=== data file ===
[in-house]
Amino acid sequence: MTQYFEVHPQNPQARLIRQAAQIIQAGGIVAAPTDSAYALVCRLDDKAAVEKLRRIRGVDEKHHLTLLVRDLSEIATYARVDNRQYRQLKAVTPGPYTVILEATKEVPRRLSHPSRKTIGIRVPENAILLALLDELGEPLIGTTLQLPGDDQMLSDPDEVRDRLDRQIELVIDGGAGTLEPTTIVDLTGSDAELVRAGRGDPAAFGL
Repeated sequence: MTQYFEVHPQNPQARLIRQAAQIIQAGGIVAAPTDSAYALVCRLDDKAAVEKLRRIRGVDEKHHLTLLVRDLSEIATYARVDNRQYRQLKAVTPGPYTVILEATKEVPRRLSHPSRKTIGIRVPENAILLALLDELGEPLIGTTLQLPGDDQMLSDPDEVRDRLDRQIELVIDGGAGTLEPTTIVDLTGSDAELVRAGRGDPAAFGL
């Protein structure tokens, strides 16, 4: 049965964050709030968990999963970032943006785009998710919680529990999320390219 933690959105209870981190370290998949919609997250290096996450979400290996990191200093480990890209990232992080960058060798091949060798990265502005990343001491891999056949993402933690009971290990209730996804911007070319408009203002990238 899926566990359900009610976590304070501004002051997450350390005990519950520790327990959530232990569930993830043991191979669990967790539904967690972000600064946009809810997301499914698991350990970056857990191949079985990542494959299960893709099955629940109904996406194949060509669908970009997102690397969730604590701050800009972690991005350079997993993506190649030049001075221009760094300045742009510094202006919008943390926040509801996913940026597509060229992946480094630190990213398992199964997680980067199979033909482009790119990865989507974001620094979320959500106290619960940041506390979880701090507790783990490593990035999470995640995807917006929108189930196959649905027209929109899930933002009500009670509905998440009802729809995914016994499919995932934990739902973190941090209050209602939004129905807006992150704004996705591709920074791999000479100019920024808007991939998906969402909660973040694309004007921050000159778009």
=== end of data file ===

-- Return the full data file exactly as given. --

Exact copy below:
[in-house]
Amino acid sequence: MTQYFEVHPQNPQARLIRQAAQIIQAGGIVAAPTDSAYALVCRLDDKAAVEKLRRIRGVDEKHHLTLLVRDLSEIATYARVDNRQYRQLKAVTPGPYTVILEATKEVPRRLSHPSRKTIGIRVPENAILLALLDELGEPLIGTTLQLPGDDQMLSDPDEVRDRLDRQIELVIDGGAGTLEPTTIVDLTGSDAELVRAGRGDPAAFGL
Repeated sequence: MTQYFEVHPQNPQARLIRQAAQIIQAGGIVAAPTDSAYALVCRLDDKAAVEKLRRIRGVDEKHHLTLLVRDLSEIATYARVDNRQYRQLKAVTPGPYTVILEATKEVPRRLSHPSRKTIGIRVPENAILLALLDELGEPLIGTTLQLPGDDQMLSDPDEVRDRLDRQIELVIDGGAGTLEPTTIVDLTGSDAELVRAGRGDPAAFGL
């Protein structure tokens, strides 16, 4: 049965964050709030968990999963970032943006785009998710919680529990999320390219 933690959105209870981190370290998949919609997250290096996450979400290996990191200093480990890209990232992080960058060798091949060798990265502005990343001491891999056949993402933690009971290990209730996804911007070319408009203002990238 899926566990359900009610976590304070501004002051997450350390005990519950520790327990959530232990569930993830043991191979669990967790539904967690972000600064946009809810997301499914698991350990970056857990191949079985990542494959299960893709099955629940109904996406194949060509669908970009997102690397969730604590701050800009972690991005350079997993993506190649030049001075221009760094300045742009510094202006919008943390926040509801996913940026597509060229992946480094630190990213398992199964997680980067199979033909482009790119990865989507974001620094979320959500106290619960940041506390979880701090507790783990490593990035999470995640995807917006929108189930196959649905027209929109899930933002009500009670509905998440009802729809995914016994499919995932934990739902973190941090209050209602939004129905807006992150704004996705591709920074791999000479100019920024808007991939998906969402909660973040694309004007921050000159778009």